So 3(x + 6) is the required form.
Factorization of Polynomials by Regrouping
Sometimes the terms of the given expression should be arranged in suitable groups in such a way so that all the groups have a common factor, and then the common factor is taken out. In this way, factoring of a polynomial is done.
Example: Factorise x2 + yz + xy + xz.
Here we don’t have a common term in all terms, so we are taking (x2 + xy) as one group and (yz + xz) as another group.
Factors of (x2 + xy) = (x × x) + (x × y) = x(x + y)
Factors of (yz + xz) = (y × z) + (x × z) = z(x + y)
After combining them,
x2 + yz + xy + xz = x(x + y) + z(x + y)
Taking (x + y) as common we get,
x2 + yz + xy + xz = (x + y) (x + z)
Thus, (x + y), and (x + z) are the factors of the given expression x2 + yz + xy + xz
Factorization of Polynomials Using Identities
There are many standard algebraic identities that are used to factorize various polynomials. Some of them are given below:
- a2 + 2ab + b2 = (a + b)2
- a2 – 2ab + b2 = (a – b)2
- a2 – b2 = (a + b) (a – b)
- a2 + b2 + c2 + 2(ab + bc + ca) = (a + b + c)2
- a3 + b3 + 3ab(a + b) = (a + b)3
- a3 – b3 – 3ab(a – b) = (a – b)3
- a3+ b3= (a+b)(a2+ b2– ab)
- a3 – b3= (a-b)(a2+ b2+ ab)
- a3 + b3 + c3 – 3abc = (a + b + c)(a2 + b2 + c2 – ab – bc – ca)
Example 1: Factorise x2 + 8x + 16
This is in the form of (a + b)2 = a2 + 2ab + b2
x2 + 8x + 16 = x2 + 2 × x × 4 + 42
= (x + 4)2
= (x + 4) (x + 4)
Example 2: Factorise x2 – 6x + 9
Let g(x) = x2 – 6x + 9
This is in the form of (a – b)2 = a2 – 2ab + b2
⇒ g(x) = x2 – 2 × x × 3 + 32
⇒ g(x) = (x – 3)2
⇒ g(x) = (x – 3) (x – 3)
Example 3: Factorise x3 – 27.
Let g(x) = x3 – 27
Using, a3 – b3= (a-b)(a2+ b2+ ab)
g(x) = x3 – 33
⇒ g(x) = (x- 3 )(x2 + 32 + 3x)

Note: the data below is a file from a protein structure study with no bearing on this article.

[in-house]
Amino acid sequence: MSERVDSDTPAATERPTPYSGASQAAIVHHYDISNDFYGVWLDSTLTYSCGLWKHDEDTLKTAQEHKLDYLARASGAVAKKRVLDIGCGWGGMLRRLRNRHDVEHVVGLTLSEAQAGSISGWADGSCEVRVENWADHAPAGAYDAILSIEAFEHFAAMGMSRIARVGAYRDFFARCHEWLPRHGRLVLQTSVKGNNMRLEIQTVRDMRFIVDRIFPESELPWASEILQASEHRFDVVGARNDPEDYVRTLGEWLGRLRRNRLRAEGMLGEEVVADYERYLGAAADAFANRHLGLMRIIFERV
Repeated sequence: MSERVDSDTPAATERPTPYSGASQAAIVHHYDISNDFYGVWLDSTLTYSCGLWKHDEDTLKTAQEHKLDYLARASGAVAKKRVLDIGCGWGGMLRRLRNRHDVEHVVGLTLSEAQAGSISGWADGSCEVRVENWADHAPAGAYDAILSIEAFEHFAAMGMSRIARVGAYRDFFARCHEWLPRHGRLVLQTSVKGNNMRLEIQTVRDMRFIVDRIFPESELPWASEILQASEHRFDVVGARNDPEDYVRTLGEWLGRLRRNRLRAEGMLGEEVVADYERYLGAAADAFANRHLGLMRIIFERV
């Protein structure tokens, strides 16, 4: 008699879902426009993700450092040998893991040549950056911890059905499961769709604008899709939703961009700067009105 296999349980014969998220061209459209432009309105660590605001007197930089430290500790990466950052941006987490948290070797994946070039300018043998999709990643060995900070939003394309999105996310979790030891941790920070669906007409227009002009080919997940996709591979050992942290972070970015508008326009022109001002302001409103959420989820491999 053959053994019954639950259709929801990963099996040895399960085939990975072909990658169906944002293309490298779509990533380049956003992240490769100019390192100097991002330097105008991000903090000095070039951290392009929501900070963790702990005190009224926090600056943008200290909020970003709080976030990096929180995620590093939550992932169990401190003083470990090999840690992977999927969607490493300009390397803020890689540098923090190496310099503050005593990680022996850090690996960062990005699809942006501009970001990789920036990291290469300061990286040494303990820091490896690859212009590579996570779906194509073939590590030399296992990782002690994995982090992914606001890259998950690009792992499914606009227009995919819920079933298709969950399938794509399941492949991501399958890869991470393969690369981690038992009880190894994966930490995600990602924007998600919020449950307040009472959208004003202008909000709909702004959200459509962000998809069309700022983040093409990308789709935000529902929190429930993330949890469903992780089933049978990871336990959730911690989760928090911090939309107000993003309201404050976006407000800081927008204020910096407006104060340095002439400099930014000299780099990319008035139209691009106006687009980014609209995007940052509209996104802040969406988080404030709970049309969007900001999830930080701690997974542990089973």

⇒ g(x) = (x- 3 )(x2+ 3x + 9 )
As , x2+ 3x + 9 can’t be factorize further,
Thus factors of x3 – 27 are (x- 3 ), and (x2+ 3x + 9 ) .
Factors Using Splitting Terms
Factoring polynomials is mostly used for solving quadratic equations. The quadratic equation is factorized to reduce it to linear factors. The form of a quadratic equation used is x2 + (a + b)x + ab = 0, which is split into two factors (x + a)(x + b) = 0. Consider the quadratic polynomial of the form
Let f(x) = x2 + (a + b)x + ab
⇒ f(x) = x.x + ax + bx + ab
⇒ f(x) = x(x + a) + b(x + a)
⇒ f(x) = (x + a)(x + b)
In the above polynomial, the middle term is split as the sum or difference of two terms, and the constant term is the product of these two factors. Then, common factors are taken by grouping the first and second terms and the third and fourth terms. Thus, a quadratic polynomial is expressed as the product of two factors.
For example: x2 + 5x + 6
= x2 + 5x + 6
= x.x + (3 + 2)x + 3.2
= x.x + 3x + 2x + 3.2
= x(x + 3) + 2(x + 3)
= (x + 3)(x + 2)
Thus, factoring polynomials is done by splitting the middle terms in a quadratic polynomial.
Factorization Using Rational Root and Factor Theorem
Factors of cubic or any higher polynomial can be found using the rational root theorem and long division together. Which is explained as follows:
Step 1: Use the rational root theorem to find the possible roots. i.e., For a polynomial of n degree i.e., f(x) = anxn + an−1xn−1 +…+ a1x + a0, all the possible rational roots are the divisor of a0/an
Step 2: After finding one root, use the factor theorem to get the first factor and divide the polynomial with the factor using long division and write the polynomial as a product of quotient and dividend.